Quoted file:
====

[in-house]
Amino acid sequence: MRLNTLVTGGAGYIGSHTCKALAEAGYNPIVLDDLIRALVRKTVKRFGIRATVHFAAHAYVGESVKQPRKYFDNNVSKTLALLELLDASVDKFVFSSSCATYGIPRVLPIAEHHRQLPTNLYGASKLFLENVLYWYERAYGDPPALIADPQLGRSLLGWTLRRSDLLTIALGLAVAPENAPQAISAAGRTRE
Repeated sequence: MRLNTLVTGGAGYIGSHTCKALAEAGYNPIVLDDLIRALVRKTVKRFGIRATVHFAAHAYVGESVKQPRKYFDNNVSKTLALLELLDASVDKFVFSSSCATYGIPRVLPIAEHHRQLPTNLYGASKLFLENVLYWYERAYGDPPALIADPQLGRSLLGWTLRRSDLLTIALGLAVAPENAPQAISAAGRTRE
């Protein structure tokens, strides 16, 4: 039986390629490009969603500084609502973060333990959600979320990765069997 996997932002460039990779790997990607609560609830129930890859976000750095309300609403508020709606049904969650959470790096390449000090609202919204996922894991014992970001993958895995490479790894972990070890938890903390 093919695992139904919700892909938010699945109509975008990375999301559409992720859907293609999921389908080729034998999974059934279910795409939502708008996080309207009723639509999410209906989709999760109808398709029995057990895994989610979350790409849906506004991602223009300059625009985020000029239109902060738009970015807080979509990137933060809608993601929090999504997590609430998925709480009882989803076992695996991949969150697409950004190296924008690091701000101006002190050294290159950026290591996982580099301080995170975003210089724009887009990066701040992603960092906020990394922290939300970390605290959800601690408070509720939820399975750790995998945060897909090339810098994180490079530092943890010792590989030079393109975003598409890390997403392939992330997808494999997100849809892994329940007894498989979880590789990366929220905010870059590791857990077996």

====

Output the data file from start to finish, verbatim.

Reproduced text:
[in-house]
Amino acid sequence: MRLNTLVTGGAGYIGSHTCKALAEAGYNPIVLDDLIRALVRKTVKRFGIRATVHFAAHAYVGESVKQPRKYFDNNVSKTLALLELLDASVDKFVFSSSCATYGIPRVLPIAEHHRQLPTNLYGASKLFLENVLYWYERAYGDPPALIADPQLGRSLLGWTLRRSDLLTIALGLAVAPENAPQAISAAGRTRE
Repeated sequence: MRLNTLVTGGAGYIGSHTCKALAEAGYNPIVLDDLIRALVRKTVKRFGIRATVHFAAHAYVGESVKQPRKYFDNNVSKTLALLELLDASVDKFVFSSSCATYGIPRVLPIAEHHRQLPTNLYGASKLFLENVLYWYERAYGDPPALIADPQLGRSLLGWTLRRSDLLTIALGLAVAPENAPQAISAAGRTRE
């Protein structure tokens, strides 16, 4: 039986390629490009969603500084609502973060333990959600979320990765069997 996997932002460039990779790997990607609560609830129930890859976000750095309300609403508020709606049904969650959470790096390449000090609202919204996922894991014992970001993958895995490479790894972990070890938890903390 093919695992139904919700892909938010699945109509975008990375999301559409992720859907293609999921389908080729034998999974059934279910795409939502708008996080309207009723639509999410209906989709999760109808398709029995057990895994989610979350790409849906506004991602223009300059625009985020000029239109902060738009970015807080979509990137933060809608993601929090999504997590609430998925709480009882989803076992695996991949969150697409950004190296924008690091701000101006002190050294290159950026290591996982580099301080995170975003210089724009887009990066701040992603960092906020990394922290939300970390605290959800601690408070509720939820399975750790995998945060897909090339810098994180490079530092943890010792590989030079393109975003598409890390997403392939992330997808494999997100849809892994329940007894498989979880590789990366929220905010870059590791857990077996």